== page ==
The Dog now found himself much more The evidence of Mr. Powel (Lord Dillon's comfortable than he expected. The Griffin agent in London), as well as other witnesses, proves, regularly gave him one of the bones for that the rent of the couar's land in Ireland is supper; and, pleased with his fidelity, made earned in England, and transmitted to Ireland to himself as agreeable a master as a Griffin be paid to the resident proprietor, or to the absentee landlord's sleward; thus increasing the poor
could do. Still, however, the Dog was rales in England, and redncing the wages of labor. secretly very anxious to return to earth;
THE WOOING OF MASTER FOX.
for having nothing to do during the day, On this the watch-Dog grew angry, and, but to doze on the ground, he dreamt per- though with much reluctance, he seized the petually of his cousin the Cat's charms; little Dog by the nape of the neck and threw and, in fancy, he gave the rascal Reynard him off, though without hurting him. Sudas hearty a worry as a Fox may well have denly the little dog changed into a monhave the honour of receiving from a Dog's strous serpent, bigger even than the Griffin paws. He awoke panting-alas! he could himself, and the watch-Dog barked with all not realise his dreams.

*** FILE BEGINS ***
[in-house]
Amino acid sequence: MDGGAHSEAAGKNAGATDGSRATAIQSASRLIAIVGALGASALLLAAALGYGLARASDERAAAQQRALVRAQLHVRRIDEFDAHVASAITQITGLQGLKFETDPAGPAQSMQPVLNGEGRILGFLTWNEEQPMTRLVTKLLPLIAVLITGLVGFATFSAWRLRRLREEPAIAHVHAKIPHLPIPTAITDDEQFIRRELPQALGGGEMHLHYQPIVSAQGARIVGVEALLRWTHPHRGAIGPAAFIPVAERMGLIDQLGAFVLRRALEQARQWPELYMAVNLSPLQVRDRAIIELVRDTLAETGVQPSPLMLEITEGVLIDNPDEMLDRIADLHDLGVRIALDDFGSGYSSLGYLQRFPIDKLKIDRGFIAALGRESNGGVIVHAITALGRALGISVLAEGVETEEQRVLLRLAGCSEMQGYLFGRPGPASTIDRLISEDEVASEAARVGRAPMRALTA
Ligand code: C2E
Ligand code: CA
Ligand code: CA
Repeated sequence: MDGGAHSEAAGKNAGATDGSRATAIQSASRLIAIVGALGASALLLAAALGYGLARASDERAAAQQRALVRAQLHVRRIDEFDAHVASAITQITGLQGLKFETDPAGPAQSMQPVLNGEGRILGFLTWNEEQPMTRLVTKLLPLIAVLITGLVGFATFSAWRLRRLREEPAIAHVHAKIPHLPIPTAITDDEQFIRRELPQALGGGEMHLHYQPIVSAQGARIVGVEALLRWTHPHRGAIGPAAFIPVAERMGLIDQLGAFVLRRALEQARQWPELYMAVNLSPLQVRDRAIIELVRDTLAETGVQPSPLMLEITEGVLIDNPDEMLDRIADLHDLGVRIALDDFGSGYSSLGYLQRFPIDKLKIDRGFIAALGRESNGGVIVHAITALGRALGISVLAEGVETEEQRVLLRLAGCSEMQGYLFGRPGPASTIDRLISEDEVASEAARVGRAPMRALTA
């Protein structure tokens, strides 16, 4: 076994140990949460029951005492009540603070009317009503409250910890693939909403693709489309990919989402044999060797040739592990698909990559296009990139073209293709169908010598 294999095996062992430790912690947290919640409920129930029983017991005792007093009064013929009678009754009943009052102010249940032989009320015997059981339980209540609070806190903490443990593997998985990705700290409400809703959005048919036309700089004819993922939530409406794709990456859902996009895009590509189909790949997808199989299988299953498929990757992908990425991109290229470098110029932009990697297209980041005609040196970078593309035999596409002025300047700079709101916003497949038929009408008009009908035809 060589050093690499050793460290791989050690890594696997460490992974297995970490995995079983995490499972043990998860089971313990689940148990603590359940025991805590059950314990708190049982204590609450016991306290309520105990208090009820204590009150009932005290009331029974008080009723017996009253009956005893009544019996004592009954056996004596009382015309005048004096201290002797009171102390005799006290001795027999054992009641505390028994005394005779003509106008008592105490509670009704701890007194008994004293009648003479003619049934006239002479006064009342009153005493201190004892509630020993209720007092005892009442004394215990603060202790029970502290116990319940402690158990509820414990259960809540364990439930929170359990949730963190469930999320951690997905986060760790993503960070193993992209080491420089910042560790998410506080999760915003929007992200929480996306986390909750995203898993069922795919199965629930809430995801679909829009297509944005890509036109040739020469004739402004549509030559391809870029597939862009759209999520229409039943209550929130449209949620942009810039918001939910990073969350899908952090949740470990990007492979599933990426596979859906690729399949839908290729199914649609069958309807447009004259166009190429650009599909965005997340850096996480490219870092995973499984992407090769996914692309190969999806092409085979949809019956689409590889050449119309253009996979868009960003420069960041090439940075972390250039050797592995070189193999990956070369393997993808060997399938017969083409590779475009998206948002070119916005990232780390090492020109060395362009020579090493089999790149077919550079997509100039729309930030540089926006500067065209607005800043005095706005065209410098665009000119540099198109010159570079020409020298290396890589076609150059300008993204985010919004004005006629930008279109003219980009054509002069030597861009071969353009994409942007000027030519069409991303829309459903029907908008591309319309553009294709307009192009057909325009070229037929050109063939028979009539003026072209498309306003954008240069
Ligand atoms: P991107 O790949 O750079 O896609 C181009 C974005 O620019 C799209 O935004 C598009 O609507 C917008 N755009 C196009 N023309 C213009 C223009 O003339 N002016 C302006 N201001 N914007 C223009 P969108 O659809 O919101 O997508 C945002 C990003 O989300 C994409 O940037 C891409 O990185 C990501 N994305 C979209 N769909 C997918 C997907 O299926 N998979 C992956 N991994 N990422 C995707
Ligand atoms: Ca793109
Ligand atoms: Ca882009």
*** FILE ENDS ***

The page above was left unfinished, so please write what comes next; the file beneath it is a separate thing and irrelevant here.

his might. The Griffin rose in a great hurry, One night, as he was watching as usual and the Serpent sprang upon him ere he over the treasure, he was greatly surprised was well awake. I wish, dearest Nymphato see a beautiful little black and white dog lin, you could have seen the battle between enter the cave; and it came fawning to our the Griffin and the Serpent, how they coiled honest friend, wagging its tail with pleasure. and twisted, and bit and darted their fiery
“Ah! little one," said our Dog, whom, tongues at each other. to distinguish, I will call the watch-Dog,